A yoga class is a time set aside, away from the humdrum and excitement of our daily lives. The “far away” I refer to is not so much geographical distance, or a period of time, rather a state of mind.
In a yoga class we may identify inner peace, gain access to it, and learn how to bring this forward into our dealings in the world. I say “learn” because I mean skills and techniques that are acquired. These are considerable aqusitions that takes time to learn and develop. I started my own path with yoga precisely because I was confused, unsure of myself and adrift in a maelstrom of undirected focus – not a state that can just be dissolved without learning, or a random quote or pill.
Last year, after a quarter of a century of daily yoga practice I travelled to India to learn deeper secrets of meditation from a master. For three weeks he coached me. The effect was profound, not only because it was the right thing at the right time, but because I took the trouble to take the time out to seek the learning and immerse myself in it. That is the main thing.
This is one of the reasons why I am promoting the spring yoga retreat Restore Your Inner Peace at the end of September. A retreat is a valuable time, that, like good wine, good food, and good company, takes time to mature. Time to stretch, breathe, and relax at leisure, without the demands that usually precedes and follows classes. For our retreat I envision a time of easy going fun and transformation, as the venue lends itself to enjoyment of meals and mealtimes, creature comforts and good yoga.
True inner peace
Recently, in my Saturday morning class, I was suddenly seized by an urge to share a simple but significant experience I had, just before class. I was sitting on the beach, my head was full of thoughts, as it often is, so I wanted to clear it an enjoy a quick dip in the ocean. I took along an orange and small flask of tea to bask with in the sunshine after the cold water. I closed my eyes, not thinking of, or trying to be awesome or zen or anything like that, only wanting to appreciate the warmth, and taste of the treats.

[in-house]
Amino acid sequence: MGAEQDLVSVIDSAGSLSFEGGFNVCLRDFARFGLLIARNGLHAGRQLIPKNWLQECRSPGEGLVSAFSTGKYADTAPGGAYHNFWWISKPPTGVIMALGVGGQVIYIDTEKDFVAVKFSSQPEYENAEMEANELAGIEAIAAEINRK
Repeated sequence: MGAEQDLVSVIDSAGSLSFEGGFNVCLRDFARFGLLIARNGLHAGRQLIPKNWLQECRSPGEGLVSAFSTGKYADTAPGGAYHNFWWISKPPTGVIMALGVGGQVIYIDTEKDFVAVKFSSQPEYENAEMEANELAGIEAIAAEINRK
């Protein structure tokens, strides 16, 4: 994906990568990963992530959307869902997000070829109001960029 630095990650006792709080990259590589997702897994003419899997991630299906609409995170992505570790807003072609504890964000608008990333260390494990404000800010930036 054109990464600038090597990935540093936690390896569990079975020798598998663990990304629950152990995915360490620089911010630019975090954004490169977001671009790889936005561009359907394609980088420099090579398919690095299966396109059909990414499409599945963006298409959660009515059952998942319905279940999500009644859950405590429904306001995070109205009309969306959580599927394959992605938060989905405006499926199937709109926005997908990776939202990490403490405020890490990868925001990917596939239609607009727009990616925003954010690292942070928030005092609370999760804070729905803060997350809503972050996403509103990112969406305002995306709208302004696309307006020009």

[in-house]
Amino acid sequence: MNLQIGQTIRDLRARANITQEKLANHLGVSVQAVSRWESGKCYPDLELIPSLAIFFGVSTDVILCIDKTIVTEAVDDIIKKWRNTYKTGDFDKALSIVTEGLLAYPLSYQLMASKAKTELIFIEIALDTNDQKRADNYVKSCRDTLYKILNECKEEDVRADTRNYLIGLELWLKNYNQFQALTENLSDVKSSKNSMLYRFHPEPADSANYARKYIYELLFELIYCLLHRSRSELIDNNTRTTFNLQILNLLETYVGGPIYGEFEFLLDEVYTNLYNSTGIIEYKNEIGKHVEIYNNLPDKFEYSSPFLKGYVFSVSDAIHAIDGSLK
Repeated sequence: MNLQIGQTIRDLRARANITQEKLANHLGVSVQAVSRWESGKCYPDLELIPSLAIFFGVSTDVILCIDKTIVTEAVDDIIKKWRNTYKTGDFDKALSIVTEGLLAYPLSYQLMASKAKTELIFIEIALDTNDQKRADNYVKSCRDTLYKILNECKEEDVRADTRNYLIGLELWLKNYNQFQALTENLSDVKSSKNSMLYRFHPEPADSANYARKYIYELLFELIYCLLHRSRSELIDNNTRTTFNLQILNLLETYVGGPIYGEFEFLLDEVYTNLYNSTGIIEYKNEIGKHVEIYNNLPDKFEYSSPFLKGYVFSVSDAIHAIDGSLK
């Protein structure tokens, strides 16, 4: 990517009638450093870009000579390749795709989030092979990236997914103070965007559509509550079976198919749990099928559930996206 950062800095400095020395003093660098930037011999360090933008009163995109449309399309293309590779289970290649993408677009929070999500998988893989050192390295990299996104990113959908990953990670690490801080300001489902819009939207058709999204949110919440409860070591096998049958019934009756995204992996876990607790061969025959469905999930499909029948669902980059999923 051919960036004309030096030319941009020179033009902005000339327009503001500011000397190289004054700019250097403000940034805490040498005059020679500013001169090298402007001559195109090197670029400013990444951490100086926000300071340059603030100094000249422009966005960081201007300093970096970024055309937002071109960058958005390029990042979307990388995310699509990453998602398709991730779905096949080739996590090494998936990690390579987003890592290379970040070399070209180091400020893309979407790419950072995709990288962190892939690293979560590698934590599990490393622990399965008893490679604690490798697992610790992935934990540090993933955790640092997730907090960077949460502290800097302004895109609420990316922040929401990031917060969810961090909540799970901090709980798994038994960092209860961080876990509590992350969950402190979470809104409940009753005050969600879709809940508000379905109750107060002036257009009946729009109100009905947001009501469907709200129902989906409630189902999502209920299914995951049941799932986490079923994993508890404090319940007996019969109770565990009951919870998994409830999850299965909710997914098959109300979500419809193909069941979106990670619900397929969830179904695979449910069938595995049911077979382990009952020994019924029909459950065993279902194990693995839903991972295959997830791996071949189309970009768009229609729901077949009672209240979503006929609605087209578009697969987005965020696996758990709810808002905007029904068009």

I got way more than I bargained for – for a moment I experienced a richness that cannot be contained in words, and as such, cannot be acquired by any other means than the experience itself. This is, possibly, true inner peace.
Most of us occasionally have, or have had such experiences. The remind us that inner peace is real, and is always there, under the surface, inside us. Yet is more often than not buried under a pile of distractions, misdirections, business. What is biblically refereed to as “the peace that pass experiences of all understanding” is often, erroneously and at great peril, thought of as mystical illusion, rather than practical reality.
So here are the steps to attain inner peace
● Identify inner peace – understand what it is, and how it feels
● Gain access to it – learn meditation and yoga breathing
● Learn how to bring inner peace forward into our dealings in the world – an important life skill!
Yet inner peace naturally arise, on occasion, as I described. To make best of this profound wonder, one has to practice to recognise the powerful but subtle nature of inner peace, be open to such moments, and develop the awareness and skill to evoke or call up the experience of inner peace at will. This is what requires practice and skill. Possibly not something that is learned in one day, or on one retreat, but every yoga class, or yoga retreat is a great place to start.
Also read my short blog on effortless meditation Go within.
Johann Kotze Music & Yoga,
Muizenberg, Cape Town
27 July 2015